Living in South Africa, it is impossible to ignore the many and great growing pains the country is going through following the transition to democracy in 1994. Following the elections of that year, Nelson Mandela took control of a country in which the minority, white population had the majority of wealth and power, and managed to guide the new “Rainbow Nation” towards its glorious (re)entry onto the world stage. Once the “Mandela glue” weakened and the ruling African National Congress (ANC) realized that fighting the government was much different than actually being the government, new challenges and difficulties emerged.
While we are admittedly not the most qualified to interpret, least of all judge, the growth of the democracy, we can, perhaps, offer our thoughts. We are trying to gain perspective on all of this by reading books and speaking with a wide range of South Africans, including veterans of the struggle. One of the observations made by Alec Russell (among others) in his book, Bring Me My Machine Gun, is that the new, post-apartheid political system has not yet been able to separate politics from policy, party from government.
A couple of related items dominating the news here are the case of the country’s Public Protector (a national watchdog, similar to an inspector general) and her investigation into police corruption, and of a South African newspaper’s investigation into potentially questionable business deals done by the leader of the ANC Youth League, Julius Malema.
In the first case, the Public Protector has actually required protection herself and had gone into hiding because members of the police, the ANC and others were so upset that she would expose the corruption. She should have turned a blind eye, even though the separation of powers inherent in a democracy gives her freedom and authority — and, most would argue, the imperative — to be a government watchdog, to expose corruption and deliver justice.
In the second case, Malema and his supporters are outraged at such “attacks” by the media, when it seems a perfectly legitimate question to ask the self-described “champion of the poor” how he affords his cars, clothes and property. At a recent press conference called by the ANC Youth League, Malema was strangely absent. When reporters asked his representatives where he was, the men on stage responded by asking why the media kept attacking Malema. Simple question. Not so simple answer.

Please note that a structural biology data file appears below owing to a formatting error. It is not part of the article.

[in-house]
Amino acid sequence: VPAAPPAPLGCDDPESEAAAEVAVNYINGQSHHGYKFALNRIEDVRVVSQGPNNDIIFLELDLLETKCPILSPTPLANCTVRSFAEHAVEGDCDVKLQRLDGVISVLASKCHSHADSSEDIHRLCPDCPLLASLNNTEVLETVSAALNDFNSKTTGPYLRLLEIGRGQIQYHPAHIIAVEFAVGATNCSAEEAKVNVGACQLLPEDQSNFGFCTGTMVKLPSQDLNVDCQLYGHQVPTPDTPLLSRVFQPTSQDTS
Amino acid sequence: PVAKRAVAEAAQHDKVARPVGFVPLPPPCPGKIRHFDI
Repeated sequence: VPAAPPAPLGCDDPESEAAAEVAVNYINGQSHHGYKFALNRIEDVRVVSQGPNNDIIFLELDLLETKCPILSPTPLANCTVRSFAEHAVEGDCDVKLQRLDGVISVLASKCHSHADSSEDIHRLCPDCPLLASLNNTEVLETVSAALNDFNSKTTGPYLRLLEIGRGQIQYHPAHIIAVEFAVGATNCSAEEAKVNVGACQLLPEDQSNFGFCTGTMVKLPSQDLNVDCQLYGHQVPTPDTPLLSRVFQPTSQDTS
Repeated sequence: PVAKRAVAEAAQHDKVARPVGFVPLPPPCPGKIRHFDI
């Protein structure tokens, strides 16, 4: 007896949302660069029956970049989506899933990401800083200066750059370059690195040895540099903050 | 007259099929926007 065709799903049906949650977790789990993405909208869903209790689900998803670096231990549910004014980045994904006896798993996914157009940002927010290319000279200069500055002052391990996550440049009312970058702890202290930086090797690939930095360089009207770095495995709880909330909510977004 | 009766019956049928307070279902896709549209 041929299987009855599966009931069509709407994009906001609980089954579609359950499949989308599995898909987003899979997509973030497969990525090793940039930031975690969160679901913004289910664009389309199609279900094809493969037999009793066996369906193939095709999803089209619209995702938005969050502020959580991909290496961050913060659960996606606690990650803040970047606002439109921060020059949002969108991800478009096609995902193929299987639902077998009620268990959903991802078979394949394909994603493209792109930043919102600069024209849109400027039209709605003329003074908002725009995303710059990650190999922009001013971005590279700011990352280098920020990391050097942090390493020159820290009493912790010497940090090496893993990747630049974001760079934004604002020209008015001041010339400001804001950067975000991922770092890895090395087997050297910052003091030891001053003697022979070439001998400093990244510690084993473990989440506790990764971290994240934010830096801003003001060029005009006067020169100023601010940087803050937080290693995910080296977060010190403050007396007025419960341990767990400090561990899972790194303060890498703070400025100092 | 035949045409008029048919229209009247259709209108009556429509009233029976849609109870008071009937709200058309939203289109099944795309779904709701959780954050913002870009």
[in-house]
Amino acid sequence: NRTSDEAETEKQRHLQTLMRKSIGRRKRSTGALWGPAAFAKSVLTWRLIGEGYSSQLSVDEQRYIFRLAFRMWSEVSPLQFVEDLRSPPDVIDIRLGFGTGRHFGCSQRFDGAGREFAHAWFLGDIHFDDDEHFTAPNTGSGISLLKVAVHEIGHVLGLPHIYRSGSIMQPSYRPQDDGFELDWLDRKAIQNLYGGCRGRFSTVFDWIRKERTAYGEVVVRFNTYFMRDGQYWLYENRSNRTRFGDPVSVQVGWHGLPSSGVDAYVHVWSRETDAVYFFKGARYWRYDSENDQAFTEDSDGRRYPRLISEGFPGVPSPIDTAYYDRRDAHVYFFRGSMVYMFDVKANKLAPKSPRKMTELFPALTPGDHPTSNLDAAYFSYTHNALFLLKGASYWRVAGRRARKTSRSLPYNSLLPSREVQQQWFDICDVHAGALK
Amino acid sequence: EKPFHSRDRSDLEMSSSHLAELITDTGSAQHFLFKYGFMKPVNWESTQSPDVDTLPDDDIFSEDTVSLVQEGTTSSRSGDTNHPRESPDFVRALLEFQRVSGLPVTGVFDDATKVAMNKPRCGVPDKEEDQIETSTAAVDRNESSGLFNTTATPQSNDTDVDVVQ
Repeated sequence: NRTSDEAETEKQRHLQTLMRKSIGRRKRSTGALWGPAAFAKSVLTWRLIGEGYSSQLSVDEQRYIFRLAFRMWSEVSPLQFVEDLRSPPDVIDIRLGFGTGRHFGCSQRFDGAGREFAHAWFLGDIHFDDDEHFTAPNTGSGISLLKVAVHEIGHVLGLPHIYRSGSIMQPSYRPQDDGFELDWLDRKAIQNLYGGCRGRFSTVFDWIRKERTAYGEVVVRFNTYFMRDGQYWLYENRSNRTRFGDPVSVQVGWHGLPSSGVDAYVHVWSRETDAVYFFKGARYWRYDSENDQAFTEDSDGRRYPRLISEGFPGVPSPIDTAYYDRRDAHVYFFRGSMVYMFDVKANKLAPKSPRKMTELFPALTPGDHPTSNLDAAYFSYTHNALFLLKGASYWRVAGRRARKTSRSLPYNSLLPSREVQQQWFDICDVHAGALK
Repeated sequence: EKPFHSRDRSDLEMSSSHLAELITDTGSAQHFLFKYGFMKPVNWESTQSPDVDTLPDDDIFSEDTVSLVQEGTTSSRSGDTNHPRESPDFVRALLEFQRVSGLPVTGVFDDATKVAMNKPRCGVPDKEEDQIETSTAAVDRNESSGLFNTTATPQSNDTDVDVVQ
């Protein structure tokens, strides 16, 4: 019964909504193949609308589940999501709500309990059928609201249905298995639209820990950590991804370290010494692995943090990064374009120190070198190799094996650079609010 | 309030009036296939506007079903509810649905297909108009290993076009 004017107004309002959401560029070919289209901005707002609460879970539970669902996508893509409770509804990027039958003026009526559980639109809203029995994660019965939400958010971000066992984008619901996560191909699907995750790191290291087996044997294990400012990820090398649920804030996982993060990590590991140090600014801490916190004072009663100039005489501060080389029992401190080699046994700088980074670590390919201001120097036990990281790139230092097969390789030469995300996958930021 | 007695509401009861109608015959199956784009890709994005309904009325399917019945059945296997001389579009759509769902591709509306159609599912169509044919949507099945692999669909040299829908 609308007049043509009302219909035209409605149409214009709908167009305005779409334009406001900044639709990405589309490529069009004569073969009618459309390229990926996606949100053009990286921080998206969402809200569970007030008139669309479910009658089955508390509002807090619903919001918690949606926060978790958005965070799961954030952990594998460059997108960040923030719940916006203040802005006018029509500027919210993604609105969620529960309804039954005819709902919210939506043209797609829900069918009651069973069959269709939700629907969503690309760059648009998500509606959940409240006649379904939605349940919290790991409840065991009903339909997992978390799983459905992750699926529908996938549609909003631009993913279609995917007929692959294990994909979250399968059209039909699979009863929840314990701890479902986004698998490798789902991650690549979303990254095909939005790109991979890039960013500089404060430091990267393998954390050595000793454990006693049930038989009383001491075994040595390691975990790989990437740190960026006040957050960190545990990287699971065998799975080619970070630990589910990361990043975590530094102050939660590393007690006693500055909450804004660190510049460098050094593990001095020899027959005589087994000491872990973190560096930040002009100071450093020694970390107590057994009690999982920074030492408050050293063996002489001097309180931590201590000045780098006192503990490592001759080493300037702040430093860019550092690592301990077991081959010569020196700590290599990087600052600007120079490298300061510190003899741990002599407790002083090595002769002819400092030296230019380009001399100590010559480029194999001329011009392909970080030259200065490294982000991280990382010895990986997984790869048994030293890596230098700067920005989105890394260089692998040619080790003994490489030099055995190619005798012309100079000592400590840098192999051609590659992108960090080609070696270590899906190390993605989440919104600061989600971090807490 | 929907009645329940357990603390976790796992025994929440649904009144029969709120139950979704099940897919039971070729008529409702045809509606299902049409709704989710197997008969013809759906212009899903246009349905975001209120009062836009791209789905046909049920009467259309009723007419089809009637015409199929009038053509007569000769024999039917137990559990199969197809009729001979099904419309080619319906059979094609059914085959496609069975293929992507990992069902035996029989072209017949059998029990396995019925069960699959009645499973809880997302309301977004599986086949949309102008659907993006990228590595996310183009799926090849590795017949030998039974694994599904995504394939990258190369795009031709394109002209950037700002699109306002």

This Sunday, I read a powerful column by veteran anti-apartheid activist Mamphela Ramphele in the City Press newspaper, the same paper taking the lead on the Malema issue. She condemns what she calls a “culture of impunity” and does so through the context of what it means to live in a democracy:
We stand at a very dangerous place as a young democracy. Public discourse over the past few months has raised serious questions about our shared view of right and wrong as citizens of a constitutional democracy.
There is a growing tendency to use loaded metaphors to label those we disagree with – counter-revolutionaries, tea girls, coconuts, black snakes and so on.
Why is it becoming so difficult to debate the merits of our arguments in a country that protects free speech?
I would like to suggest the root cause of our intolerance for dissenting voices is our lack of understanding and, in some cases, unwillingness to accept the basic tenets of our constitutional democracy.
After citing examples from provinces around the country, she delivers a call to action to all South Africans, but especially black South Africans:
A culture of impunity is creeping into our society with frightening speed. Solidarity with fellow black people cannot be an excuse for condoning corrupt practices.
Black people are the majority in South Africa and should take ownership of this democracy, including responsibility for social justice for those poorer than us.
She concludes with the following:
The blurring of the boundaries between persons in public life and the organisations they represent, as well as that between personal interests and shared common resources, is a danger to the health of our democracy.
Citizens need to be vigilant and not fear speaking out.
After all, fear is what kept South Africa under the yoke of apartheid for so long. Our future expects better from us.
Thinking about all of this, I am reminded of a great song by Welsh-born-but-long-time-Chicago musician, Jon Langford, called “The Country is Young.” The track is, I think, very clearly about the United States and its age and experience in the world, relatively speaking. But when we are talking about a South African democracy that’s just barely old enough to drive, the lyrics seem all that much more applicable here.
The country is young
Just crawled to its feet
Takes a step and collapses
All in a heap
Resist the temptation
To slap the child down
Try to remember its age
Realize the potential
Deflect all the rage
Not too big on the sharin’
The gentle or the carin’
The country is young
The country is young
Here’s hoping South Africa can realize its great potential with a minimum of rage.